Frontier Economics

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Frontier Sectoral Interests

Frontier Economics have a wide and diverse array of interests. These are

  • Energy
  • Financial Services
  • Healthcare
  • Media
  • Post
  • Retailing
  • Telecoms
  • Transport
  • Water
  • Competition
  • Public Policy
  • Regulation
  • Strategy
  • Contract Design and Evaluation
  • Dispute Support

They say that they 'blend economics with innovative thinking, hard analysis and common sense. This helps us home in fast on market dynamics to create powerful arguments and robust strategies'[1] To help grasp what is actually meant by this seemingly innoccuous statement one needs to examine their activities in their different sectors.

For example in water they say

  • 'Frontier's water practice combines an in-depth knowledge of the water industry with the ability to apply advanced economic techniques to provide analysis to companies, investors and regulators.
  • Frontier's staff members have been advising water companies from the beginning of privatisation in the UK, preparing companies for the regulatory regime and advising them on tariff setting and regulatory strategy, including preparing submissions at price reviews, advising on mergers and acquisitions and analysing tariff design issues.
  • Outside the UK we have advised on industry restructuring, the design of regulatory frameworks, the assessment of the financial viability of reform programmes and the welfare impact of such reforms.
  • The expertise we have developed enables us to provide an unparalleled depth of insight into the economic issues relevant to water industries'[2].

- In their brochure for water they give - 'Examples of work carried out by Frontier staff

  • The preparation of long-term policy for the urban water and sanitation sector in India. This involved assessment of the potential efficiency and financing gains from increased private sector participation, and the means to achieve this.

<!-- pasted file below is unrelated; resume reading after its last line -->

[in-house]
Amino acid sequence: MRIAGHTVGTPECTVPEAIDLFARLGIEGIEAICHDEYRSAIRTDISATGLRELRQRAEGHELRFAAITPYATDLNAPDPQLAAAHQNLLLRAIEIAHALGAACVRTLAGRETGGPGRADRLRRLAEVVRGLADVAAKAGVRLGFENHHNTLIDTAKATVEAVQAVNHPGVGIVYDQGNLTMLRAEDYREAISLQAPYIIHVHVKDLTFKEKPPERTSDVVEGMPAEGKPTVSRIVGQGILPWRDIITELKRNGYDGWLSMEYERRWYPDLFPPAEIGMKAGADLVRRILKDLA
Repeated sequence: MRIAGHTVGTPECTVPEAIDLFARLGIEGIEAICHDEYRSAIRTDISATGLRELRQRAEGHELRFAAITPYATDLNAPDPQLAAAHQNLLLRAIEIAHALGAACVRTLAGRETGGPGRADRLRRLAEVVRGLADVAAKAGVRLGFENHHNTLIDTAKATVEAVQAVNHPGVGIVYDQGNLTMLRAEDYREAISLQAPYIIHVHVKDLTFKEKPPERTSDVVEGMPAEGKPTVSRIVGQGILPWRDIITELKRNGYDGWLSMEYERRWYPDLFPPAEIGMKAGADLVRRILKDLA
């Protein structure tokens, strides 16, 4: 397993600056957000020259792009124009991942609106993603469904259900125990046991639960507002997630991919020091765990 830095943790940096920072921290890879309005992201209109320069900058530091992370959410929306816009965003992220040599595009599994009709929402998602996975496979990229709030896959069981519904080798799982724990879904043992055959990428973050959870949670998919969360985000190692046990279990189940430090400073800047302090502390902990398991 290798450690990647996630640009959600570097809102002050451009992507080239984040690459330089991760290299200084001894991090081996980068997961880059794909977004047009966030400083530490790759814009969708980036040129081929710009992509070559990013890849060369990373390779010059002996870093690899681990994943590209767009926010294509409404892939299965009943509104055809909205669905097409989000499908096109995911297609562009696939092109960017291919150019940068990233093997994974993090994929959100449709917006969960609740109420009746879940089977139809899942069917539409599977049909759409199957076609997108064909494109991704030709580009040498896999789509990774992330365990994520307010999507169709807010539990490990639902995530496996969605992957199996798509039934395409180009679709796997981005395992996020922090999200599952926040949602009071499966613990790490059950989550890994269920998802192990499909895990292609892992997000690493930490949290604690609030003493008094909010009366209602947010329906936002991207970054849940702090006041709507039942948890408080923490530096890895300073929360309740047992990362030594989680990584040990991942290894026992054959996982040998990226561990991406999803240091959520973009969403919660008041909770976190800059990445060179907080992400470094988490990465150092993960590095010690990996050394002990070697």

• Providing advice to the EBRD on the implementation of their recommended strategy for the rapid introduction of private sector participation into water services in Eastern Europe.
  • Developing a strategy for restructuring the water services industry in Bulgaria. This included development of a corporatisation plan and corporate governance arrangements, tariff and environmental regulation, and investment appraisal.
  • Assisting with the development of plans for the transfer of the operations and responsibilities of the current public utility to the private sector in Trinidad and Tobago (1998-99)'[3].

In the same brochure they proclaim how 'The successful development of the water and waste water industry in any country revolves around the following issues:

  • how the private sector should be involved;
  • the right industry structure; and
  • the way in which it should be regulated.

The members of Frontier’s water practice have played a central role in the evolution of the regulatory regime in the UK, shaping the debate on many issues and analysing and improving aspects of the regulatory framework. This range of experience has underpinned advice given in many countries where regulatory and institutional reform were undertaken, possibly as part of a privatisation programme or private sector participation'[4]

They seem to be saying here, and their examples of action around the globe support their assertions, that they believe privatisation of water, or at least private involvement in water, is a prerequisite for a successful water industry. Reading between the lines they also seem to be saying that they can help advise their clients, private water companies, to help shape a regulatory environment conducive to their interests. This is especially interesting when one considers that the senior associate at Frontier Economics in their water section is Sir Ian Byatt, the current Chairman of the economic regulator for Water in Scotland, this is known as the Water Industry Commission (WIC). A water utility which, incidentally is still publicly owned. This is a situation that does seem to suggest that Sir Ian Byatt has a conflict of interest through his involvement with both the (WIC) and Frontier Economics.